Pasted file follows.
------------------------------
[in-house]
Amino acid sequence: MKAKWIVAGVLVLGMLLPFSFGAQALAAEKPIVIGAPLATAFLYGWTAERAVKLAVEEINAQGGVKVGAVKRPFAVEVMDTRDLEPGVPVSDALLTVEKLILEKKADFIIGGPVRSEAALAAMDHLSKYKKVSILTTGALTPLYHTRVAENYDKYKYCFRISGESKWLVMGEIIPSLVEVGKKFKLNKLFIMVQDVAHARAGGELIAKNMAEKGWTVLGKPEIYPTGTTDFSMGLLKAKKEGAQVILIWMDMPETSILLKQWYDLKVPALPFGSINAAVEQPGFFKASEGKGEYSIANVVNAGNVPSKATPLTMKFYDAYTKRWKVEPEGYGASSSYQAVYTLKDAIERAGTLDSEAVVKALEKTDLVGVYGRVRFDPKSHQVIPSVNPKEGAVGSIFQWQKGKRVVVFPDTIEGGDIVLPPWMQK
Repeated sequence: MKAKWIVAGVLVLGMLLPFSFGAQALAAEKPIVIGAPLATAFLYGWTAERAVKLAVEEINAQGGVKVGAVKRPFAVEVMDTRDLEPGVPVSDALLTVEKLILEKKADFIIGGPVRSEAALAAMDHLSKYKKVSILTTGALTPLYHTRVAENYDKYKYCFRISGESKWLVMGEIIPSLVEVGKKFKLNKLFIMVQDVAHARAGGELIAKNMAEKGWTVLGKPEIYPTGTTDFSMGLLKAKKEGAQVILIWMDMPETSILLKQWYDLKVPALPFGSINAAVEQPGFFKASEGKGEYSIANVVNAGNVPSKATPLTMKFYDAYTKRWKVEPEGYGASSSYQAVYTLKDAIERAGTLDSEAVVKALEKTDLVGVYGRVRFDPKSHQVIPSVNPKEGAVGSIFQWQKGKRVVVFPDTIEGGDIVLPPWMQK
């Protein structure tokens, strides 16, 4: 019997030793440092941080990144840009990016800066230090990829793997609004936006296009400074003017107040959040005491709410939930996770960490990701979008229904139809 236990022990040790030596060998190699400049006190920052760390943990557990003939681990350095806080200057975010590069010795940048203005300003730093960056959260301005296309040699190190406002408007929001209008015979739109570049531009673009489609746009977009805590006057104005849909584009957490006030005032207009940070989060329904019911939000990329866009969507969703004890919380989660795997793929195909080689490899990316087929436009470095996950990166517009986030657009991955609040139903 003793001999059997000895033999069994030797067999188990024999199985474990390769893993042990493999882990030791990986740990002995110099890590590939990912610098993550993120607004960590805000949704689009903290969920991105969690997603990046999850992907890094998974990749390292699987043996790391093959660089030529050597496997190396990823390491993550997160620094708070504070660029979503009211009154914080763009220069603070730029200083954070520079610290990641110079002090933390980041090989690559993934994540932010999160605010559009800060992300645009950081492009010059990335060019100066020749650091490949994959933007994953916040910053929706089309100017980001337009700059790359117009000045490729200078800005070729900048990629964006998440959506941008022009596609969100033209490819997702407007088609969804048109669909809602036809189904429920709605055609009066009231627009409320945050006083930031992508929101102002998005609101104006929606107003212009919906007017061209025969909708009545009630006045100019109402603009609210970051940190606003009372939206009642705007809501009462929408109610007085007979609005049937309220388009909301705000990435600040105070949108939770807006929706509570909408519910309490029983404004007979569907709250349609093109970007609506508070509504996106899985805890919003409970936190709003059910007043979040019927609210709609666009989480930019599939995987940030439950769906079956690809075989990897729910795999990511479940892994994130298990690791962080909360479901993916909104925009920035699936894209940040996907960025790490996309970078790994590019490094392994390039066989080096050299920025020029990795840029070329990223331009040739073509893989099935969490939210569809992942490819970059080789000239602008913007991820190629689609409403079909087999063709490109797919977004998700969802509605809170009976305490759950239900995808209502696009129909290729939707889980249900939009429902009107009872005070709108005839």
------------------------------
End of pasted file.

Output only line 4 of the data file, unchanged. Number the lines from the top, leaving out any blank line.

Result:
């Protein structure tokens, strides 16, 4: 019997030793440092941080990144840009990016800066230090990829793997609004936006296009400074003017107040959040005491709410939930996770960490990701979008229904139809 236990022990040790030596060998190699400049006190920052760390943990557990003939681990350095806080200057975010590069010795940048203005300003730093960056959260301005296309040699190190406002408007929001209008015979739109570049531009673009489609746009977009805590006057104005849909584009957490006030005032207009940070989060329904019911939000990329866009969507969703004890919380989660795997793929195909080689490899990316087929436009470095996950990166517009986030657009991955609040139903 003793001999059997000895033999069994030797067999188990024999199985474990390769893993042990493999882990030791990986740990002995110099890590590939990912610098993550993120607004960590805000949704689009903290969920991105969690997603990046999850992907890094998974990749390292699987043996790391093959660089030529050597496997190396990823390491993550997160620094708070504070660029979503009211009154914080763009220069603070730029200083954070520079610290990641110079002090933390980041090989690559993934994540932010999160605010559009800060992300645009950081492009010059990335060019100066020749650091490949994959933007994953916040910053929706089309100017980001337009700059790359117009000045490729200078800005070729900048990629964006998440959506941008022009596609969100033209490819997702407007088609969804048109669909809602036809189904429920709605055609009066009231627009409320945050006083930031992508929101102002998005609101104006929606107003212009919906007017061209025969909708009545009630006045100019109402603009609210970051940190606003009372939206009642705007809501009462929408109610007085007979609005049937309220388009909301705000990435600040105070949108939770807006929706509570909408519910309490029983404004007979569907709250349609093109970007609506508070509504996106899985805890919003409970936190709003059910007043979040019927609210709609666009989480930019599939995987940030439950769906079956690809075989990897729910795999990511479940892994994130298990690791962080909360479901993916909104925009920035699936894209940040996907960025790490996309970078790994590019490094392994390039066989080096050299920025020029990795840029070329990223331009040739073509893989099935969490939210569809992942490819970059080789000239602008913007991820190629689609409403079909087999063709490109797919977004998700969802509605809170009976305490759950239900995808209502696009129909290729939707889980249900939009429902009107009872005070709108005839």